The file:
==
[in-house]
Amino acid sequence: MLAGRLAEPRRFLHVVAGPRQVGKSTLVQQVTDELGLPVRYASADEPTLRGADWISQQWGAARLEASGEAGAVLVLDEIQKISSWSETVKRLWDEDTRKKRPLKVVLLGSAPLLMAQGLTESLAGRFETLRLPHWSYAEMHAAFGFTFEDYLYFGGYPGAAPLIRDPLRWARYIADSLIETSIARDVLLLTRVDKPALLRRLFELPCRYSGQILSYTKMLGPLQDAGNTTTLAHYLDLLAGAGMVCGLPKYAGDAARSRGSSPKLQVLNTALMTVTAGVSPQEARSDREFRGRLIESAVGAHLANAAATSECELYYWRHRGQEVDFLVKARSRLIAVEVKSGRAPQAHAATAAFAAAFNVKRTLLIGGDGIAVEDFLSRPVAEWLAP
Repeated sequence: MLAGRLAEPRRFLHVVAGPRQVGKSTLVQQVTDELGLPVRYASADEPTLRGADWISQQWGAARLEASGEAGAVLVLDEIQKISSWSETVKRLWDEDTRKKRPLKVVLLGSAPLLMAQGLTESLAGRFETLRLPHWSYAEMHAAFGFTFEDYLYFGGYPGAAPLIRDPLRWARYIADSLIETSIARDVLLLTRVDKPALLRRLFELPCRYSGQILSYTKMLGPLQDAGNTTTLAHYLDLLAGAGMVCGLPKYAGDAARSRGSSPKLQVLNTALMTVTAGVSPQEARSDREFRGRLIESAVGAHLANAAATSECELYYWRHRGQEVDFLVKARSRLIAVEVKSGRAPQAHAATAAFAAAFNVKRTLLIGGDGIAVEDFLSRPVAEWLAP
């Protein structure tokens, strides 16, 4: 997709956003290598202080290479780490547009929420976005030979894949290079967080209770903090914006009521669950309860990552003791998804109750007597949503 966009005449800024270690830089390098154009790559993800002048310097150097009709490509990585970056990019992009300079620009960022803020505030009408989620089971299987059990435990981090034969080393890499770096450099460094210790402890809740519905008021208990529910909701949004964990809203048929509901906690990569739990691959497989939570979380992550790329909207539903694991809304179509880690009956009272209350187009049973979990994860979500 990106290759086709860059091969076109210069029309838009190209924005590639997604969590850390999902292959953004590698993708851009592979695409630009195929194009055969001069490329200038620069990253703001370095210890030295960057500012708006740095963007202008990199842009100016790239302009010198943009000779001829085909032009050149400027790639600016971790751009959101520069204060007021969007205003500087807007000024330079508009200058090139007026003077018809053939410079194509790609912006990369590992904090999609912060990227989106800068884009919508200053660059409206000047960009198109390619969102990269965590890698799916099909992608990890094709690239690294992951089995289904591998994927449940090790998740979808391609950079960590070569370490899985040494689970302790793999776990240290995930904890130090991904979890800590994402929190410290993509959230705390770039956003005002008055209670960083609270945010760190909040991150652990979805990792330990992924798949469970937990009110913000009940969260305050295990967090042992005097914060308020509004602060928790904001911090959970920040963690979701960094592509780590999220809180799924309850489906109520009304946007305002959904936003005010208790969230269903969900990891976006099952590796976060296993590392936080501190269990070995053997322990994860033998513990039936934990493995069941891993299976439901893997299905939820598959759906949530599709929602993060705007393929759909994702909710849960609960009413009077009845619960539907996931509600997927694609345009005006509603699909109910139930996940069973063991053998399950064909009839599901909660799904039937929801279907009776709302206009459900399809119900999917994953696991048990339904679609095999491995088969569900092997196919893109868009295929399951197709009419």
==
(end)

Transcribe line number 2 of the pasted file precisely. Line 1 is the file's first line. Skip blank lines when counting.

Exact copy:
Amino acid sequence: MLAGRLAEPRRFLHVVAGPRQVGKSTLVQQVTDELGLPVRYASADEPTLRGADWISQQWGAARLEASGEAGAVLVLDEIQKISSWSETVKRLWDEDTRKKRPLKVVLLGSAPLLMAQGLTESLAGRFETLRLPHWSYAEMHAAFGFTFEDYLYFGGYPGAAPLIRDPLRWARYIADSLIETSIARDVLLLTRVDKPALLRRLFELPCRYSGQILSYTKMLGPLQDAGNTTTLAHYLDLLAGAGMVCGLPKYAGDAARSRGSSPKLQVLNTALMTVTAGVSPQEARSDREFRGRLIESAVGAHLANAAATSECELYYWRHRGQEVDFLVKARSRLIAVEVKSGRAPQAHAATAAFAAAFNVKRTLLIGGDGIAVEDFLSRPVAEWLAP